Previously known for programming targeting young men, Spike is following in the footsteps of the History channel (“Hatfields & McCoys”) and others in branching out to produce “event” series, aimed at women as well as men. Now, at 19, he must shape the future of mighty Egypt while navigating palace treachery, lawless Matanni invaders and a wife, Ankhe (Sibylla Deen), who is in love with his closest friend Ka (Peter Gadiot).

In the main though, compared with GoT, “Vikings” and some other offerings with an ancient-times theme, the chief distinctive claim for “Tut” is that it has by far the wildest hats. In one of the many ways the show recasts history to create better television, Jogia’s Tut has grown into a daring, swashbuckling warrior who secretly mingles with his people to learn about their real lives. The handsome Avan Jogia stars as Tutankhamun, who came to the throne when he was about nine and was married off to a half-sibling (played by Sibylla Deen), thus giving the phrase sister-wife a prequel creepy meaning Although ancient forensics is a field full of controversy, there are indications that due to rampant inbreeding many Egyptian royals were practically clones.

Tut is still good for a campy laugh or two, mainly due to the paycheck cashing non-efforts of Ben Kingsley and Alexander Siddig as, respectively, Tut’s treacherous vizier Ay and the deceitful priest Amun. That still gives Tut a leg up on Reign and The Tudors, which substituted dull fiction for far more interesting fact — but that victory is likely to mean more to biographers than viewers. But then they seem to abruptly stop — as do the sex scenes, which feel half done, as if the producers couldn’t decide whether to really do them or not.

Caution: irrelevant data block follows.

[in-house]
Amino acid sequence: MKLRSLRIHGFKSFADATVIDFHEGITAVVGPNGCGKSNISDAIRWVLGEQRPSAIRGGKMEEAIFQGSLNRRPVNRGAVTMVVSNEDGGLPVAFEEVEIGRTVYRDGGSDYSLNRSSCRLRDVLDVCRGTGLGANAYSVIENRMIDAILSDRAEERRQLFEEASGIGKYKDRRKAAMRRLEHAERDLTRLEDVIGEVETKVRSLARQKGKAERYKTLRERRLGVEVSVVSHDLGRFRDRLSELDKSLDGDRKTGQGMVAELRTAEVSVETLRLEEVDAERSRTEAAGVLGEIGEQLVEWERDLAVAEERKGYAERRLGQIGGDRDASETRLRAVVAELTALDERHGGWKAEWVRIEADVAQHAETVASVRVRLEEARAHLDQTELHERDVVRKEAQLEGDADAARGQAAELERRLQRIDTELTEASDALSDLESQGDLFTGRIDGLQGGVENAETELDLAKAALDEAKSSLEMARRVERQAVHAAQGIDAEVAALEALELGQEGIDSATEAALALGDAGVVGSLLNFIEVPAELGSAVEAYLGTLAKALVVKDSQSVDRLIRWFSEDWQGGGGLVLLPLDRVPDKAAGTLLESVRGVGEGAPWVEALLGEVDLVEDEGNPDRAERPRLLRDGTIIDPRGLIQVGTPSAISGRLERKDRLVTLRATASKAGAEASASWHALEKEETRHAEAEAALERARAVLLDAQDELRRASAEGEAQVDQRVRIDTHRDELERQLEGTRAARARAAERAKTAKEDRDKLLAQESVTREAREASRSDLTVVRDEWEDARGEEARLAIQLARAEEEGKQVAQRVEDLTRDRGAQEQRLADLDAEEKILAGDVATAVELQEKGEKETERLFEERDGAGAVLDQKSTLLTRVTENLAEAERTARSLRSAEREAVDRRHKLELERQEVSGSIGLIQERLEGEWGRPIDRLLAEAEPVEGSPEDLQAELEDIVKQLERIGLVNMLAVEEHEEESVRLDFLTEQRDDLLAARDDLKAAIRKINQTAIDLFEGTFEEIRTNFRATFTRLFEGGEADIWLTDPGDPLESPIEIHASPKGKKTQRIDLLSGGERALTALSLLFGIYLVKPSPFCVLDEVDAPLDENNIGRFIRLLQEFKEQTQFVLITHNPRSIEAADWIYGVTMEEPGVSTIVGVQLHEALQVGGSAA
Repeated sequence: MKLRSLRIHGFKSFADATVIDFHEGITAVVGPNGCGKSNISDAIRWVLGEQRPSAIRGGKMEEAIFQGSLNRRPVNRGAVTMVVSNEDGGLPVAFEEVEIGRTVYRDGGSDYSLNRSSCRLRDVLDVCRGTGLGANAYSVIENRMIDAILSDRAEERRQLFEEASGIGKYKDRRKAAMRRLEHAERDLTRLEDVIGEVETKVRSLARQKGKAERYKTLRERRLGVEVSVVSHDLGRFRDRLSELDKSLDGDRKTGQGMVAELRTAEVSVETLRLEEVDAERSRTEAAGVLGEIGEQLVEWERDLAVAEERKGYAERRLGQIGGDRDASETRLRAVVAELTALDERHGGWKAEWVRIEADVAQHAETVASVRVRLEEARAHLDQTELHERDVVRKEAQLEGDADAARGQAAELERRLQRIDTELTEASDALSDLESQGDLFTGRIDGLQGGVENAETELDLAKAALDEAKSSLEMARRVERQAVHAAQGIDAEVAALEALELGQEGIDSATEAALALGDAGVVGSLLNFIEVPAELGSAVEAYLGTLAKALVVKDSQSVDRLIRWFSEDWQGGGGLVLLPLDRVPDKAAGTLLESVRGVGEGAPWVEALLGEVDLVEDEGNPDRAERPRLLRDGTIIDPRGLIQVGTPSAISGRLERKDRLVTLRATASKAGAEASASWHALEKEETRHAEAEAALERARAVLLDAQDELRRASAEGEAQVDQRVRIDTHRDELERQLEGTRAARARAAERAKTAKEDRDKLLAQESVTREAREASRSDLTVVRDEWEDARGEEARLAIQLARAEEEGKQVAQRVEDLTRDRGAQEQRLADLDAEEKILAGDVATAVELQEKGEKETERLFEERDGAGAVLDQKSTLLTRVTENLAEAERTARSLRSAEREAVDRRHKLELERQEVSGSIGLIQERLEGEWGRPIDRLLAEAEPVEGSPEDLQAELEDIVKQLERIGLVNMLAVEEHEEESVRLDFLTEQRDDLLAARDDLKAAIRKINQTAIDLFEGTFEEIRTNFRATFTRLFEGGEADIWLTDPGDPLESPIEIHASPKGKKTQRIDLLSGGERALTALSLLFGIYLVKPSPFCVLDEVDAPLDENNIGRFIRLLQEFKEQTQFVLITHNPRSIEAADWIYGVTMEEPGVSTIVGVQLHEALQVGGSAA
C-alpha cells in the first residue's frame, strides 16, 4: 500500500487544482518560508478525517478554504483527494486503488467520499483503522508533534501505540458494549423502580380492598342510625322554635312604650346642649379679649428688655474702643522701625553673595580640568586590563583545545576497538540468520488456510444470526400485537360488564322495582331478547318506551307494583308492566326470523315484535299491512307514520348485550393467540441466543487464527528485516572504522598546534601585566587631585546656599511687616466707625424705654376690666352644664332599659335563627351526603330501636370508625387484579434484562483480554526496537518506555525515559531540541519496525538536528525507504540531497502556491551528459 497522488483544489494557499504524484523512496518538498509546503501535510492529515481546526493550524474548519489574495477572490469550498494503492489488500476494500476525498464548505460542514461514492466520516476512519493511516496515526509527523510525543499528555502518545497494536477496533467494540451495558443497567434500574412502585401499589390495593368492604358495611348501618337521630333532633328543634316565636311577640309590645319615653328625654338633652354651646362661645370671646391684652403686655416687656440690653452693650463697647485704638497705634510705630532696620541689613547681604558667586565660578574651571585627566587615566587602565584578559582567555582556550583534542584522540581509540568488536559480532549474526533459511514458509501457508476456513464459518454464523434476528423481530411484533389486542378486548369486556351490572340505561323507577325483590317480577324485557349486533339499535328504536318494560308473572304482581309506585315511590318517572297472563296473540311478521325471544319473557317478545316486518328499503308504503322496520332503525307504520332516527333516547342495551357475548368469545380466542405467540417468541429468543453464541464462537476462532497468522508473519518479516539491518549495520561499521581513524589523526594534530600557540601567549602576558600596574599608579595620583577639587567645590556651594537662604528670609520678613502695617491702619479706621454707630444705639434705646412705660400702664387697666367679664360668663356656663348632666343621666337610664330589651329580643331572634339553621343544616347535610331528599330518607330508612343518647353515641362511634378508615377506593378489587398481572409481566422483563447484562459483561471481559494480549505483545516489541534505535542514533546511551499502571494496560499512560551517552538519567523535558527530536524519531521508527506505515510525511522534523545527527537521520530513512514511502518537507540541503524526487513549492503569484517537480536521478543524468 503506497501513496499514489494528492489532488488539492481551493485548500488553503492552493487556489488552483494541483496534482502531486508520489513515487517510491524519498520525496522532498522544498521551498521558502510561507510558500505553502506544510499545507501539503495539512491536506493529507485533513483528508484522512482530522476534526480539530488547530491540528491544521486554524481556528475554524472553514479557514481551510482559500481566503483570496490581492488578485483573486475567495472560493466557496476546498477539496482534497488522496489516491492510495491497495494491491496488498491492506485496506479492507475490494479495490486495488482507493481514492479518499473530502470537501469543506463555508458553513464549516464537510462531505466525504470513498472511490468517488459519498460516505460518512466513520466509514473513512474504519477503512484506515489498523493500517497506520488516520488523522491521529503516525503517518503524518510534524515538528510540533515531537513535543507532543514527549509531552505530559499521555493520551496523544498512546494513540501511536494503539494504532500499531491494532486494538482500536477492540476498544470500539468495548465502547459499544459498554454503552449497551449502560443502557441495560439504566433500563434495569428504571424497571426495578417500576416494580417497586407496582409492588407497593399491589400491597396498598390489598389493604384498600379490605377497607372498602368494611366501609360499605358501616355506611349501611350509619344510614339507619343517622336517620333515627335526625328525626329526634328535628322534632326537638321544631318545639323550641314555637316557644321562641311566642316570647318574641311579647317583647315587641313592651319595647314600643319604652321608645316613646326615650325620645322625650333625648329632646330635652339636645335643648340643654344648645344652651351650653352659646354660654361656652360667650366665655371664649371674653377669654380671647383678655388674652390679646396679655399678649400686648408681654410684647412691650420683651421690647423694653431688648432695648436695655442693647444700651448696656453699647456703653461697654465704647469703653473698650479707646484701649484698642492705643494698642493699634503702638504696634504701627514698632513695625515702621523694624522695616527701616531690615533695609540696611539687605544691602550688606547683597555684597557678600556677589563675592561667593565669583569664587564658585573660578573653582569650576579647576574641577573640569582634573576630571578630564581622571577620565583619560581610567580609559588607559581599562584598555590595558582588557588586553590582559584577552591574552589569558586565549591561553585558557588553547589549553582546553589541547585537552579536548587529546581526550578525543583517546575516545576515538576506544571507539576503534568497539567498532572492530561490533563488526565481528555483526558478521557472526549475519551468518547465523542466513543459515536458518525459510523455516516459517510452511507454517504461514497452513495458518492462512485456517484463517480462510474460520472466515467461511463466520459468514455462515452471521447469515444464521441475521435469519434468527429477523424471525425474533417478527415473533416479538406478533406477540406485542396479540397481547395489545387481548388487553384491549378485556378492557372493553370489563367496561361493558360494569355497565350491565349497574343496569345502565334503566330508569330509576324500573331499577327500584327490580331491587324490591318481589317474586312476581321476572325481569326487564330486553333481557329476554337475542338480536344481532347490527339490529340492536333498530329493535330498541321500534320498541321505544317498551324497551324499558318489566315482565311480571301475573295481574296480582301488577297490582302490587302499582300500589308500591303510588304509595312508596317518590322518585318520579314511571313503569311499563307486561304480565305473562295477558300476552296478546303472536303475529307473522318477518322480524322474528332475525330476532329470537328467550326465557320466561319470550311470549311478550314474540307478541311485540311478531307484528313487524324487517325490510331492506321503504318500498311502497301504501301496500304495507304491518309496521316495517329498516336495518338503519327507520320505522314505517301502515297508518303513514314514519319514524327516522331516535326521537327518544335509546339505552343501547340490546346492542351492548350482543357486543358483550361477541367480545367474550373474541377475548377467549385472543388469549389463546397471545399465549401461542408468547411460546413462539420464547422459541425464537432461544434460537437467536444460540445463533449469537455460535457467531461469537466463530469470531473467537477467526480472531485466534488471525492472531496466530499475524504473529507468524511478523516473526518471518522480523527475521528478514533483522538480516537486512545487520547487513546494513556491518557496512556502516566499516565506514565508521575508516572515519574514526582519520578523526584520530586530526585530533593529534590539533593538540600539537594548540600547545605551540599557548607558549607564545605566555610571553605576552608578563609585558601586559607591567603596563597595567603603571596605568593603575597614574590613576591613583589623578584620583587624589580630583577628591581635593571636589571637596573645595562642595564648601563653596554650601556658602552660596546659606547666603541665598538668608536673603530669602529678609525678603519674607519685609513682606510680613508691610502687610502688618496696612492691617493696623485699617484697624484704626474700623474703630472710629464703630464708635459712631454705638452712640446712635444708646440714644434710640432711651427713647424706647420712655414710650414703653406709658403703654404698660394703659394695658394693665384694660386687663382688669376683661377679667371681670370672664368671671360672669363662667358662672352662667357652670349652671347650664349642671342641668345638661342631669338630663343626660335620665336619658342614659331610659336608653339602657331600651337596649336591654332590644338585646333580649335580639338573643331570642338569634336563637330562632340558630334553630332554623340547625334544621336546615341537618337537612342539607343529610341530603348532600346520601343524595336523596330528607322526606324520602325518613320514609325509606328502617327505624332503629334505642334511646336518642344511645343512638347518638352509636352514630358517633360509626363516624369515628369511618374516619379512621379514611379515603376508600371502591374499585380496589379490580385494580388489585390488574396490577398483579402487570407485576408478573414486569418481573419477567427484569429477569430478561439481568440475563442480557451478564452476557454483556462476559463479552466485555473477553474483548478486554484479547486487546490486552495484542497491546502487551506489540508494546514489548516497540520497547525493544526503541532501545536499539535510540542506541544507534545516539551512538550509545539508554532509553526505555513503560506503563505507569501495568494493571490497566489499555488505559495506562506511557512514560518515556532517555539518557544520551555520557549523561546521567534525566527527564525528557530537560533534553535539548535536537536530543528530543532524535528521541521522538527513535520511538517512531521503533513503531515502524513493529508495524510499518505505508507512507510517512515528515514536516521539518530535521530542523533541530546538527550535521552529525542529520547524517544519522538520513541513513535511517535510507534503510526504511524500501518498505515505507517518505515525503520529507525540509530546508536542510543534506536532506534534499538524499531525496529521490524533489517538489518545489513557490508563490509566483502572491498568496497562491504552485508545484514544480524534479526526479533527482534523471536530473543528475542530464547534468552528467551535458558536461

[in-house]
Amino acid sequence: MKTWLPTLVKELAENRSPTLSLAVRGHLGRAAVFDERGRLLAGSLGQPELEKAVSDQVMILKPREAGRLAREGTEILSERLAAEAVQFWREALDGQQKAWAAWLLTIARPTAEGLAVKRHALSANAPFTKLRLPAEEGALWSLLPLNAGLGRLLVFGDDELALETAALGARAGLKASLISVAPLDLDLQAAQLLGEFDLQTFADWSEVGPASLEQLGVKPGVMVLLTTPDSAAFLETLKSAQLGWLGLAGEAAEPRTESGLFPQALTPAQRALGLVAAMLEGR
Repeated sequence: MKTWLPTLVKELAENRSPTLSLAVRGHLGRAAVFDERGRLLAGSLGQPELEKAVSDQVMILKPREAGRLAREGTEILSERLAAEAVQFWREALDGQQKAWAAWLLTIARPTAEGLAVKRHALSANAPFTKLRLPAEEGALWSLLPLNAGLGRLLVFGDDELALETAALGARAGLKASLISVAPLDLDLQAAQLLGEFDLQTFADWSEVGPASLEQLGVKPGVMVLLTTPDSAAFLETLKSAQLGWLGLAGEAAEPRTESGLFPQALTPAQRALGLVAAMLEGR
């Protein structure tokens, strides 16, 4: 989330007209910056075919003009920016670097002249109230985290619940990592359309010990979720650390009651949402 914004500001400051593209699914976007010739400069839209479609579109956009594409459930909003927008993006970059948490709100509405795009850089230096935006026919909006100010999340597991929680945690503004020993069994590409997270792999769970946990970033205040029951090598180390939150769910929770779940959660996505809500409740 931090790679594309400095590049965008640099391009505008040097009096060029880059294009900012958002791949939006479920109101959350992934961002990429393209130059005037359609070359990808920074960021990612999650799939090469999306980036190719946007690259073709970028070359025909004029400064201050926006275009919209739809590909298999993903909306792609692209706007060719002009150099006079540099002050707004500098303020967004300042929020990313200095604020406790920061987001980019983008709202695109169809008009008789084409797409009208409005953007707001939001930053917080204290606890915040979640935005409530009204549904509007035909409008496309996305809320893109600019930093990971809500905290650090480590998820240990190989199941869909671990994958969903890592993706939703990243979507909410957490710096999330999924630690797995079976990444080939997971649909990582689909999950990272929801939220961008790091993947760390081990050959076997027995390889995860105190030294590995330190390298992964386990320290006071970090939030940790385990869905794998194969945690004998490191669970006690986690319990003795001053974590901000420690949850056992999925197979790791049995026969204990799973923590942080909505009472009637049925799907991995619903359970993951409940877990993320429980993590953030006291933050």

Meanwhile, forces conspire against him, including his own top general (Nonso Anozie), the high priest and his adviser, the Grand Vizier (Ben Kingsley, whose painted-on eyebrows look disturbingly like they are about to take flight). On the plus side, give Spike some credit for trying something that seems to be wildly out of its wheelhouse, and for adding some fine actors to the effort — even if those actors aren’t always particularly well-served.

A flaccid script leaves both men without much to work with, however, and the rings of black kohl around their eyes make them look like silent-movie stars in a “Saturday Night Live” skit. Best of all, perhaps, is the tendency of the dialogue (the writers are Bradley Bredeweg, Peter Paige and Michael Vickerman) to sound like foreplay regardless of its real purpose. “You cover your flank well, my lord.” “Will you ride with me, Lagus?” “You have healed more than just my wounds.” “I’m not just your queen. With the exception of a lovely maiden he meets, played by Kylie Bunbury, and a valiant soldier, played by Iddo Goldberg, almost everyone close to Tut is scheming against him as he decides how to defend his kingdom against invaders and tries to produce an heir. No one expects historical accuracy here; it’s no worse than watching rock music channel MTV do a historical drama. (For the record, it’s called Reign, about Mary Queen of Scots). Best known for his work in the pre-teen series Twisted and Victorious, Jogia gives every indication here of being ready to handle bigger, better roles.